Not just a one-off, our design spotting section is back with five more things we have spotted on our internet travels this week.
Domestic architecture-inspired Eclectic Avenue homeware collection by People Will Always Need Plates
A company we are very fond of, People Will Always Need Plates are back with the wonderful Eclectic Avenue homeware collection.
British design duo Hannah Dipper and Robin Farquhar offer up a selection of fine bone china for everything from a platter inspired by 1960s / 1970s housing through to an espresso set that celebrates four different styles of 20th century house builds. Oh and much more bedsides, so do check out the full range online.
A long forgotten seat from the 1970s is back in production, that being the Tetrad Nucleus chair.
Amazingly, it is still being made by the same craftsman who was responsible for the original, having been at the company over 40 years on. That means you are getting the same angular chair, but with the previous hide covering replaced with a Harris Tweed finish. There’s also a matching stool for those lazy days too.
If you want one, it is priced from £1,139 for the chair.
That’s right, you can now lose yourself in a sea of concrete, courtesy of the Brutalist Parking Garage website.
New or old, this niche addition to the growing number of brutalist resources on the web (and in print) showcases the buildings many love to hate, but a growing number simply love. It might even give you ideas for a drive out this weekend.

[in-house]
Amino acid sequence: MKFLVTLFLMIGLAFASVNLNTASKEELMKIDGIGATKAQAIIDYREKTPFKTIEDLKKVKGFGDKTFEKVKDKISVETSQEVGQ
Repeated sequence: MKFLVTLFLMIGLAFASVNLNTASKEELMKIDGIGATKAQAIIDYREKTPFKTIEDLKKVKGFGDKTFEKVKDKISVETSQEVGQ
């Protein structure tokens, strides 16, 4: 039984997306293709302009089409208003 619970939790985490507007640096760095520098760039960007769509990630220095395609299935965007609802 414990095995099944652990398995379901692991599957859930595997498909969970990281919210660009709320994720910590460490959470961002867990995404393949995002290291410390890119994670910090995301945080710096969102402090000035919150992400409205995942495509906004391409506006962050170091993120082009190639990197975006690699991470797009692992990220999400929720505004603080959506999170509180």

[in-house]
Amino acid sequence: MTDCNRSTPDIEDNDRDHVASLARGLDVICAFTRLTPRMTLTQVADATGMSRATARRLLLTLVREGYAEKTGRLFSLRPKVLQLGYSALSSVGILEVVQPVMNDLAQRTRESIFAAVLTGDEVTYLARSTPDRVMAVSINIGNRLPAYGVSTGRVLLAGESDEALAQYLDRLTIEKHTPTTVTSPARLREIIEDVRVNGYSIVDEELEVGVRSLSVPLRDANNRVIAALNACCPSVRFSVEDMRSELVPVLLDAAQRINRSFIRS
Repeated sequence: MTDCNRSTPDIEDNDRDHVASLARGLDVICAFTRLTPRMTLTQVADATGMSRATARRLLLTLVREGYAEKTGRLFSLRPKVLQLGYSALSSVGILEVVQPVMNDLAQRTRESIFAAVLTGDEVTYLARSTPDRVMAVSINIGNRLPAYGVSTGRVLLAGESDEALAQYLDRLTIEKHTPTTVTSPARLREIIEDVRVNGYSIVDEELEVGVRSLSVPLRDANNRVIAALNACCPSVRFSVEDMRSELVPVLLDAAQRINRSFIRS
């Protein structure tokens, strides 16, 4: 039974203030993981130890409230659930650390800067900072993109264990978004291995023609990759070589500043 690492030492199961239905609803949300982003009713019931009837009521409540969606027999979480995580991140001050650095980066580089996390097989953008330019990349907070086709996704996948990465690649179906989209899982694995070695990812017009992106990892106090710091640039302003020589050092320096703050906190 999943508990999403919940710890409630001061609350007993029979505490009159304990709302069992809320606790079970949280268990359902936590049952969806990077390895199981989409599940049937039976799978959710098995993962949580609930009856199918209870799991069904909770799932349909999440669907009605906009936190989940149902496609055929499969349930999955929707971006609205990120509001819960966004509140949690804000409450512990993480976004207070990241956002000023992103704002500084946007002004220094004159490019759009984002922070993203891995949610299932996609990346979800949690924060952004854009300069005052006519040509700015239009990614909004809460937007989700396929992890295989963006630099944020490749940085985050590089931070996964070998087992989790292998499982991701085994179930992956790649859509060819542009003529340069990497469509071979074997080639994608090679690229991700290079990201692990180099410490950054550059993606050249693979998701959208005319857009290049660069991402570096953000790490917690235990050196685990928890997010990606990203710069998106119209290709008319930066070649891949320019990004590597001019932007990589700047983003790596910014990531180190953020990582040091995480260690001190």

We love Sonos, it pretty much keeps us sane while we work. But the look isn’t exactly up there with the functionality. The Ruark multiroom, on the other hand, has style very much to the fore.
It’s an upgrade for the already-available Ruark R2 (you can get that here), with the compact system and its handcrafted case soon to be matched up with an app that allows control of multiple players in the same house.
Yes, rather like Sonos, but with better looks and the trademark Ruark audio. No need to buy a new player – existing R2 MK3 players will be able to upgrade. Although if you want multiroom, you will obviously need more than one.
It looks like the house is floating in the forest, but that’s all down to the forward-thinking design of the Izabelin Mirror House by REFORM Architekts.
The house, which is just outside the Polish capital of Warsaw, uses reflective panels to blend into the surrounding woodland. But those panels also give the image of a house floating in the woods too. Wonderful.
So not a hovering single-storey build but a rather clever two-level property.